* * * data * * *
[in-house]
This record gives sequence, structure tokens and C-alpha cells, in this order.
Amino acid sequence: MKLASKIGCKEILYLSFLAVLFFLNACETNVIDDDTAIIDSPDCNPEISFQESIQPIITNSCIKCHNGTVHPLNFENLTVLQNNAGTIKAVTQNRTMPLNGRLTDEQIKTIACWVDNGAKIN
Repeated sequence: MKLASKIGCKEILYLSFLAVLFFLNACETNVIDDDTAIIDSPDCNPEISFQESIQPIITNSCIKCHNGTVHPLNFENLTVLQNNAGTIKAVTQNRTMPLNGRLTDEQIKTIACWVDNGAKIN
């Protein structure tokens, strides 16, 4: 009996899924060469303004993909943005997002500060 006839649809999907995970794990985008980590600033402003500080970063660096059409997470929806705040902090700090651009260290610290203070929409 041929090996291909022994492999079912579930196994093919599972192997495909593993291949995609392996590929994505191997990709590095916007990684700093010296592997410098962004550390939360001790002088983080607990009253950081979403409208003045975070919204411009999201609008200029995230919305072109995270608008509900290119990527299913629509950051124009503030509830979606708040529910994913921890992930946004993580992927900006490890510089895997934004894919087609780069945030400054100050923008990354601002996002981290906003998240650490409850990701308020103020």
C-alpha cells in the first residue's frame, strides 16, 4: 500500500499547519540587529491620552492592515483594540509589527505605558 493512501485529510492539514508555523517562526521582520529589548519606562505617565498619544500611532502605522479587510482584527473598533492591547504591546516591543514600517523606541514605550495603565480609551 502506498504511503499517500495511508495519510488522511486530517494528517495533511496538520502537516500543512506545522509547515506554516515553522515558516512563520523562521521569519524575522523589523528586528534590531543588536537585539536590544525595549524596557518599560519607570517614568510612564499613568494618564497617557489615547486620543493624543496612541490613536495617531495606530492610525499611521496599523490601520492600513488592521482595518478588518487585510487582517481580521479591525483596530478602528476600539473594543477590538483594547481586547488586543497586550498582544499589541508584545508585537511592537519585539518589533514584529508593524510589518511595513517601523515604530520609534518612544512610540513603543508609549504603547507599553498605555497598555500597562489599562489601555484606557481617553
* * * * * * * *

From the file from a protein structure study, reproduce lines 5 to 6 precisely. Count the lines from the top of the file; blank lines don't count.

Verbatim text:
């Protein structure tokens, strides 16, 4: 009996899924060469303004993909943005997002500060 006839649809999907995970794990985008980590600033402003500080970063660096059409997470929806705040902090700090651009260290610290203070929409 041929090996291909022994492999079912579930196994093919599972192997495909593993291949995609392996590929994505191997990709590095916007990684700093010296592997410098962004550390939360001790002088983080607990009253950081979403409208003045975070919204411009999201609008200029995230919305072109995270608008509900290119990527299913629509950051124009503030509830979606708040529910994913921890992930946004993580992927900006490890510089895997934004894919087609780069945030400054100050923008990354601002996002981290906003998240650490409850990701308020103020």
C-alpha cells in the first residue's frame, strides 16, 4: 500500500499547519540587529491620552492592515483594540509589527505605558 493512501485529510492539514508555523517562526521582520529589548519606562505617565498619544500611532502605522479587510482584527473598533492591547504591546516591543514600517523606541514605550495603565480609551 502506498504511503499517500495511508495519510488522511486530517494528517495533511496538520502537516500543512506545522509547515506554516515553522515558516512563520523562521521569519524575522523589523528586528534590531543588536537585539536590544525595549524596557518599560519607570517614568510612564499613568494618564497617557489615547486620543493624543496612541490613536495617531495606530492610525499611521496599523490601520492600513488592521482595518478588518487585510487582517481580521479591525483596530478602528476600539473594543477590538483594547481586547488586543497586550498582544499589541508584545508585537511592537519585539518589533514584529508593524510589518511595513517601523515604530520609534518612544512610540513603543508609549504603547507599553498605555497598555500597562489599562489601555484606557481617553